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Two-site recognition of Staphylococcus aureus peptidoglycan by lysostaphin SH3b


Lysostaphin is a bacteriolytic enzyme targeting peptidoglycan, the essential component of the bacterial cell envelope. It displays a very potent and specific activity toward staphylococci, including methicillin-resistant Staphylococcus aureus. Lysostaphin causes rapid cell lysis and disrupts biofilms, and is therefore a therapeutic agent of choice to eradicate staphylococcal infections. The C-terminal SH3b domain of lysostaphin recognizes peptidoglycans containing a pentaglycine crossbridge and has been proposed to drive the preferential digestion of staphylococcal cell walls. Here we elucidate the molecular mechanism underpinning recognition of staphylococcal peptidoglycan by the lysostaphin SH3b domain. We show that the pentaglycine crossbridge and the peptide stem are recognized by two independent binding sites located on opposite sides of the SH3b domain, thereby inducing a clustering of SH3b domains. We propose that this unusual binding mechanism allows synergistic and structurally dynamic recognition of S. aureus peptidoglycan and underpins the potent bacteriolytic activity of this enzyme.

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Fig. 1: Mapping the interaction surface of the SH3b domain with synthetic S. aureus PG fragments.
Fig. 2: Structure of lysostaphin SH3b in complex with the P4–G5 ligand.
Fig. 3: Binding activity of recombinant SH3b–mNeonGreen proteins to purified S. aureus PG.
Fig. 4: Models for binding of a ligand at two sites.

Data availability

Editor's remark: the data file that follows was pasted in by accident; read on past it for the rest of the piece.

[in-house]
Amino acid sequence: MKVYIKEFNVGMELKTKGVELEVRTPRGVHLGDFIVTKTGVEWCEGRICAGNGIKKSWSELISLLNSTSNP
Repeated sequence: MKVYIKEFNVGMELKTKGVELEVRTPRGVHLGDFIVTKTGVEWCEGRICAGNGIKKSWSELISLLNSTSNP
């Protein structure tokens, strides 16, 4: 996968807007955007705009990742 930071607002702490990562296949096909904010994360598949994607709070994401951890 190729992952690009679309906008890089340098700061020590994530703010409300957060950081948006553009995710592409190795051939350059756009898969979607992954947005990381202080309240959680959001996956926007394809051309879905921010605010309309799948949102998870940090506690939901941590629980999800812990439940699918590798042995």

Structural data have been deposited in the PDB with coordinate accession numbers 6RK4 (high-resolution set) and 6RJE (home source set). All other data generated or analyzed during this study are included in this article and its supplementary information or are available from the corresponding authors upon request.


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L.S.G.-D. is a PhD student funded by the Mexican government through a CONACYT scholarship. H.W.-M. is supported by a BBSRC MIBTP studentship. We thank the BBSRC and EPSRC for funding to upgrade the 600- and 800-MHz spectrometers, respectively (grant numbers BB/R000727/1 and EP/S01358X/1). The work in the laboratory of I.S. is supported by the Foundation for Polish Science (FNP) program, co-financed by the European Union under the European Regional Development Fund (grant TEAMTECH/2016-3/19).

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Authors and Affiliations



S.M. conceived the project and designed experiments with M.P.W. and A.L.L. A.M.H. and A.J.R. assigned the SH3b spectrum. L.S.G.-D. carried out all NMR experiments and analyzed them with the help of A.M.H. and M.P.W. B.S. and L.S.G.-D. built all SH3b recombinant proteins to carry out functional assays and crystallographic analyses. A.W.-M. crystallized the protein and solved the structure with the help of A.L.L. E.J. and I.S. provided reagents. L.S.G.-D., H.W.-M., B.S., A.M.H., M.P.W., A.L.L. and S.M. analyzed the data. L.S.G.-D., S.M., A.L.L. and M.P.W. wrote the manuscript.

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Correspondence to Mike P. Williamson, Andrew L. Lovering or Stéphane Mesnage.

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Supplementary Tables 1–5 and Supplementary Figures 1–12

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Gonzalez-Delgado, L.S., Walters-Morgan, H., Salamaga, B. et al. Two-site recognition of Staphylococcus aureus peptidoglycan by lysostaphin SH3b. Nat Chem Biol 16, 24–30 (2020).

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